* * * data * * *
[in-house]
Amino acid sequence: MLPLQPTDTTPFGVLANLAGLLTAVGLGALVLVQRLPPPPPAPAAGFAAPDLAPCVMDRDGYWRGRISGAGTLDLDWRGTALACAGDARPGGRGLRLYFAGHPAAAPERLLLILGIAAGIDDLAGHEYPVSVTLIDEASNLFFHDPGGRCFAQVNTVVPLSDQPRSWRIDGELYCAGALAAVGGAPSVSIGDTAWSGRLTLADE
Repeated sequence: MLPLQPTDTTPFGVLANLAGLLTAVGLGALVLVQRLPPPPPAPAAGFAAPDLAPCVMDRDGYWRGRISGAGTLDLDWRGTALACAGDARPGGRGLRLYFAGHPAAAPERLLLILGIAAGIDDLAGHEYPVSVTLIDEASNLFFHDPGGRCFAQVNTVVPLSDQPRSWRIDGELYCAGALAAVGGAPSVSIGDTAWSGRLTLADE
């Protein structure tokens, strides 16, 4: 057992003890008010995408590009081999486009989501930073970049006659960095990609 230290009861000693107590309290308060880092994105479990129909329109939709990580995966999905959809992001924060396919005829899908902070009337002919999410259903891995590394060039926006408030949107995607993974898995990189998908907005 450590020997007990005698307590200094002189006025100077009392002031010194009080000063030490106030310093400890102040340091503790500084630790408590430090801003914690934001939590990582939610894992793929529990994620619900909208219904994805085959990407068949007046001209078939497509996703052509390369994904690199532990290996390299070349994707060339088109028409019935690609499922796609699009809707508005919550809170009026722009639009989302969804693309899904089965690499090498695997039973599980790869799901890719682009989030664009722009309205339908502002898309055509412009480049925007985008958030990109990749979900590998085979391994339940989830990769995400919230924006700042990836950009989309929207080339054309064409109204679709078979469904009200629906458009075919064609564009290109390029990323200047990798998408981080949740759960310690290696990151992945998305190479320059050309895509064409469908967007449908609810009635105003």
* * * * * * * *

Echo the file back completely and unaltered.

[in-house]
Amino acid sequence: MLPLQPTDTTPFGVLANLAGLLTAVGLGALVLVQRLPPPPPAPAAGFAAPDLAPCVMDRDGYWRGRISGAGTLDLDWRGTALACAGDARPGGRGLRLYFAGHPAAAPERLLLILGIAAGIDDLAGHEYPVSVTLIDEASNLFFHDPGGRCFAQVNTVVPLSDQPRSWRIDGELYCAGALAAVGGAPSVSIGDTAWSGRLTLADE
Repeated sequence: MLPLQPTDTTPFGVLANLAGLLTAVGLGALVLVQRLPPPPPAPAAGFAAPDLAPCVMDRDGYWRGRISGAGTLDLDWRGTALACAGDARPGGRGLRLYFAGHPAAAPERLLLILGIAAGIDDLAGHEYPVSVTLIDEASNLFFHDPGGRCFAQVNTVVPLSDQPRSWRIDGELYCAGALAAVGGAPSVSIGDTAWSGRLTLADE
């Protein structure tokens, strides 16, 4: 057992003890008010995408590009081999486009989501930073970049006659960095990609 230290009861000693107590309290308060880092994105479990129909329109939709990580995966999905959809992001924060396919005829899908902070009337002919999410259903891995590394060039926006408030949107995607993974898995990189998908907005 450590020997007990005698307590200094002189006025100077009392002031010194009080000063030490106030310093400890102040340091503790500084630790408590430090801003914690934001939590990582939610894992793929529990994620619900909208219904994805085959990407068949007046001209078939497509996703052509390369994904690199532990290996390299070349994707060339088109028409019935690609499922796609699009809707508005919550809170009026722009639009989302969804693309899904089965690499090498695997039973599980790869799901890719682009989030664009722009309205339908502002898309055509412009480049925007985008958030990109990749979900590998085979391994339940989830990769995400919230924006700042990836950009989309929207080339054309064409109204679709078979469904009200629906458009075919064609564009290109390029990323200047990798998408981080949740759960310690290696990151992945998305190479320059050309895509064409469908967007449908609810009635105003």